"Be content that I employ no other weapon."

He stood and stared at her in half laughing incredulity. Here, he opined, was a fortress to be taken by assault.

"Never scowl so," he admonished her "Come, Kate. Kiss and be friends." And in his jovial, laughing way he laid boisterous hands upon her.

It was then, under his touch, that her little lingering patience broke. She shook herself free, and stepped back to get her distance. "You will have it." she said, and lashed him across the face with her riding-whip.

"Perhaps you'll pay heed to that, since you pay no heed to words."

So well did he heed it that his joviality perished. The beast in him was revealed in his snarl, as his hands flew to nurse his seared countenance.

"You cursed jade! You wild-cat! You need taming."

"Not at your hands, my lord," she answered him, regally cold. "If you crave satisfaction, Sir Arthur shall yield it to you. He shall hear of this. Meanwhile you'll come no more to Milton, for if you come you will not be received."

He took an abusive, foul-mouthed leave, and went off in a rage with a vanity as lacerated as his countenance. If in the past his gallantries had known denials, at least none had ever been expressed in violence, still less with the threat of an avenging husband. With his amazement was blent a certain apprehension. Sir Arthur Crosbie was something of a fire-eater, jealous of his rights, and ready at need to maintain them with a sword. If her ladyship's threat was not idle, there might be some unpleasantness to follow.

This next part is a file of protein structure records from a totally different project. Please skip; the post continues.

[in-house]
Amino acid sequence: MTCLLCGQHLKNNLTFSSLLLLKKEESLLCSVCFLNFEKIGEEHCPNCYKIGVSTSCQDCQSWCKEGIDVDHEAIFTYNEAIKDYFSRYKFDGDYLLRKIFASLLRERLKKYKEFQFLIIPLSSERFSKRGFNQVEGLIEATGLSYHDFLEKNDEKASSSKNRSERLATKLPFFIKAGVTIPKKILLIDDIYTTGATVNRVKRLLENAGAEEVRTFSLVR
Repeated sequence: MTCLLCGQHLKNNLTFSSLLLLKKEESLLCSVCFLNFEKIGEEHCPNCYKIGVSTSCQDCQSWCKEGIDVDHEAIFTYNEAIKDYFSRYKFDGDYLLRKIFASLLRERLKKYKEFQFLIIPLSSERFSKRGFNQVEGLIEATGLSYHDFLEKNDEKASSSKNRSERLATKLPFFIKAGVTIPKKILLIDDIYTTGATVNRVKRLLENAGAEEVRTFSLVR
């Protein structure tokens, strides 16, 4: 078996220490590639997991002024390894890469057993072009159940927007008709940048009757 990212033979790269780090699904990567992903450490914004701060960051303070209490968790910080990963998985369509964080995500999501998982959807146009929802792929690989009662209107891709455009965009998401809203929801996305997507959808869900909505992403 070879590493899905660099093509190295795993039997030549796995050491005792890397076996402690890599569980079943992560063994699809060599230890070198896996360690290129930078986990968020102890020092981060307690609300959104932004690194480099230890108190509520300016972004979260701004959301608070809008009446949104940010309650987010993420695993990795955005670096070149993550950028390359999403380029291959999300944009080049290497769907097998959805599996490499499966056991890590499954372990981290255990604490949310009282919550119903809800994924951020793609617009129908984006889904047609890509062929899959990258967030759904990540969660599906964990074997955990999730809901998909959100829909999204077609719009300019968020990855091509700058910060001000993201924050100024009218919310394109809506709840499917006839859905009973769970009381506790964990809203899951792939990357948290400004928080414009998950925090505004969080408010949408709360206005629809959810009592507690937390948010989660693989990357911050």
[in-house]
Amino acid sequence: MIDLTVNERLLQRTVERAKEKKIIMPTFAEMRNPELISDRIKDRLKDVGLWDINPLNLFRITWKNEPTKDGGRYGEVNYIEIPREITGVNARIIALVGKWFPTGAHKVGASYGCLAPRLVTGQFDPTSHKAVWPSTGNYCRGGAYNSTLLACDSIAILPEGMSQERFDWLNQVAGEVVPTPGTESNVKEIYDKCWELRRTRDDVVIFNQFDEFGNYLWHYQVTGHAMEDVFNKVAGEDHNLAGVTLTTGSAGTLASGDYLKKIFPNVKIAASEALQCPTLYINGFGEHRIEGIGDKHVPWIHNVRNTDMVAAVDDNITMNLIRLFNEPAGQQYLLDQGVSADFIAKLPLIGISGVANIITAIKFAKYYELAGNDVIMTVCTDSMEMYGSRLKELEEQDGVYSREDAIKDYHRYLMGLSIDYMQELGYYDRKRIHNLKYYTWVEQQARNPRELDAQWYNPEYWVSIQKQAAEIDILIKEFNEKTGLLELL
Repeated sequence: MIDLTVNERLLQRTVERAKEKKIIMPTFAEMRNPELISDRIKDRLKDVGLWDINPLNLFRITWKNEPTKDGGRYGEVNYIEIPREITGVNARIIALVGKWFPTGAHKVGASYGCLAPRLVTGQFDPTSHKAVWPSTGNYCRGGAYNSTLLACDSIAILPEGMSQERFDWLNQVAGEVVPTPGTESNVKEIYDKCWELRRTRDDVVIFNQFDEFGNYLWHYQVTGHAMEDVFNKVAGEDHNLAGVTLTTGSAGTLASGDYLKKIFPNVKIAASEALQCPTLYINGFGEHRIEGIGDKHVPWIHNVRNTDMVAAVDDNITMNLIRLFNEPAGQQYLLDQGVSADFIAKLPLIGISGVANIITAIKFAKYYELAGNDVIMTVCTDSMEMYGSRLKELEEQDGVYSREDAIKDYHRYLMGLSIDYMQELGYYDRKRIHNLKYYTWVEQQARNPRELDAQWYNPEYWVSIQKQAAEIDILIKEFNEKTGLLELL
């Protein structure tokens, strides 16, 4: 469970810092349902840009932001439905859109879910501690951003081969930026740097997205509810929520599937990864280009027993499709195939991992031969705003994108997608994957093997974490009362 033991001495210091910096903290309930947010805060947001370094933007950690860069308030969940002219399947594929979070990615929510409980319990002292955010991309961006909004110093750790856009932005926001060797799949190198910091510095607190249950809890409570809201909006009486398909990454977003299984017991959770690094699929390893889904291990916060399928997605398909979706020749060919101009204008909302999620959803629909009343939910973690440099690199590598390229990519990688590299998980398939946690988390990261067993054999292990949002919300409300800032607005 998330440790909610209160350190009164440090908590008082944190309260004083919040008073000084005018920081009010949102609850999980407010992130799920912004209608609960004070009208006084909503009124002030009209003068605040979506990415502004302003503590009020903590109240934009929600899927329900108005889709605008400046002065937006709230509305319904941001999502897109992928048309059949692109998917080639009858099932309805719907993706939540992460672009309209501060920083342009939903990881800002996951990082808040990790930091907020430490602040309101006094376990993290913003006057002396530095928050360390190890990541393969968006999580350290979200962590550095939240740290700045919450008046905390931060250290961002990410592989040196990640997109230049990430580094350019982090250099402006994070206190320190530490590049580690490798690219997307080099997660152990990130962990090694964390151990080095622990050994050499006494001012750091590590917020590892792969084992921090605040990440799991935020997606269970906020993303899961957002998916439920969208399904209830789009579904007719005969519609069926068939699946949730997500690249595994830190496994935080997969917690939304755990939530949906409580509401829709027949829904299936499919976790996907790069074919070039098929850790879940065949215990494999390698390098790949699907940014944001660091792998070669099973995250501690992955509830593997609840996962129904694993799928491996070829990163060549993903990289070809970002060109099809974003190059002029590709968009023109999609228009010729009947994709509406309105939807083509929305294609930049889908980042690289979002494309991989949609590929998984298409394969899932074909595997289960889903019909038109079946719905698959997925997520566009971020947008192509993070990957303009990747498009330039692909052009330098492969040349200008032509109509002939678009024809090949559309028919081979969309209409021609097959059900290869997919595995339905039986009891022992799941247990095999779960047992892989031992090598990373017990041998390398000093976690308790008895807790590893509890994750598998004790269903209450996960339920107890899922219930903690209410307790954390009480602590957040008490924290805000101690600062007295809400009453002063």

The gods, however, it seemed, were on his side. So within a week or so of that deplorable business under the apple blossoms, a piece of scandal reached his lordship, in which he perceived his profit.

It was conveyed to him by Parson Strong, whom he met in the village street. The parson, a high-church man of the strongest royalist sympathies, had begun by bewailing the godless disloyalty that plagued the land.

"God save his Majesty from these rebellious villains, as He surely will, for it cannot be the Divine pleasure that tapsters and town 'prentices under such misguided knaves as this Colonel Cromwell, of whom we've lately heard a deal, should set themselves up against men of honour."

Dolefully he shook his grey head. "There's wickedness in the very air these days, my lord, and to be found where least expected. Who would believe that Sir Arthur Crosbie's lady over at Milton, should be sinfully neglectful of her wifely duty what time her knight is at the King's side, away at Oxford."

My lord stood fingering his tuft of golden beard, and conceiving that this scandal was concerned with himself. "Why..." he blustered, stammering a little, "Wha...What have you been heeding, parson?"